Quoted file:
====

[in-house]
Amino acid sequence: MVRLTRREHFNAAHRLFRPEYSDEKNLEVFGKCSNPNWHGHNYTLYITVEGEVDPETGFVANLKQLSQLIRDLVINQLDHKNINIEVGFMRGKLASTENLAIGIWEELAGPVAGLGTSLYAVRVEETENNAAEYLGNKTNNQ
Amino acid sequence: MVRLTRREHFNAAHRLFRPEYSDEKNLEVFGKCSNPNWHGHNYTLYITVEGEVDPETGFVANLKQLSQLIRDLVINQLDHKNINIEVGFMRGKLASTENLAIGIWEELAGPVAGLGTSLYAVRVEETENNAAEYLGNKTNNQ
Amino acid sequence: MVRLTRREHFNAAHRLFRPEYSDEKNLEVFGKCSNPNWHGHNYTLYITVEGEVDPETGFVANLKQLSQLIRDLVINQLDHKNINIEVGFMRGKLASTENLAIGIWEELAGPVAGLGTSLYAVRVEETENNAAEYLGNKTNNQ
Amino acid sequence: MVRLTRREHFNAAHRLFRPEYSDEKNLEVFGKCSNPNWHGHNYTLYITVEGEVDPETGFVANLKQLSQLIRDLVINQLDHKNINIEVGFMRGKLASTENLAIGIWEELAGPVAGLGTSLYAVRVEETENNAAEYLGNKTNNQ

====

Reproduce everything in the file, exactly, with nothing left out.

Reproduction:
[in-house]
Amino acid sequence: MVRLTRREHFNAAHRLFRPEYSDEKNLEVFGKCSNPNWHGHNYTLYITVEGEVDPETGFVANLKQLSQLIRDLVINQLDHKNINIEVGFMRGKLASTENLAIGIWEELAGPVAGLGTSLYAVRVEETENNAAEYLGNKTNNQ
Amino acid sequence: MVRLTRREHFNAAHRLFRPEYSDEKNLEVFGKCSNPNWHGHNYTLYITVEGEVDPETGFVANLKQLSQLIRDLVINQLDHKNINIEVGFMRGKLASTENLAIGIWEELAGPVAGLGTSLYAVRVEETENNAAEYLGNKTNNQ
Amino acid sequence: MVRLTRREHFNAAHRLFRPEYSDEKNLEVFGKCSNPNWHGHNYTLYITVEGEVDPETGFVANLKQLSQLIRDLVINQLDHKNINIEVGFMRGKLASTENLAIGIWEELAGPVAGLGTSLYAVRVEETENNAAEYLGNKTNNQ
Amino acid sequence: MVRLTRREHFNAAHRLFRPEYSDEKNLEVFGKCSNPNWHGHNYTLYITVEGEVDPETGFVANLKQLSQLIRDLVINQLDHKNINIEVGFMRGKLASTENLAIGIWEELAGPVAGLGTSLYAVRVEETENNAAEYLGNKTNNQ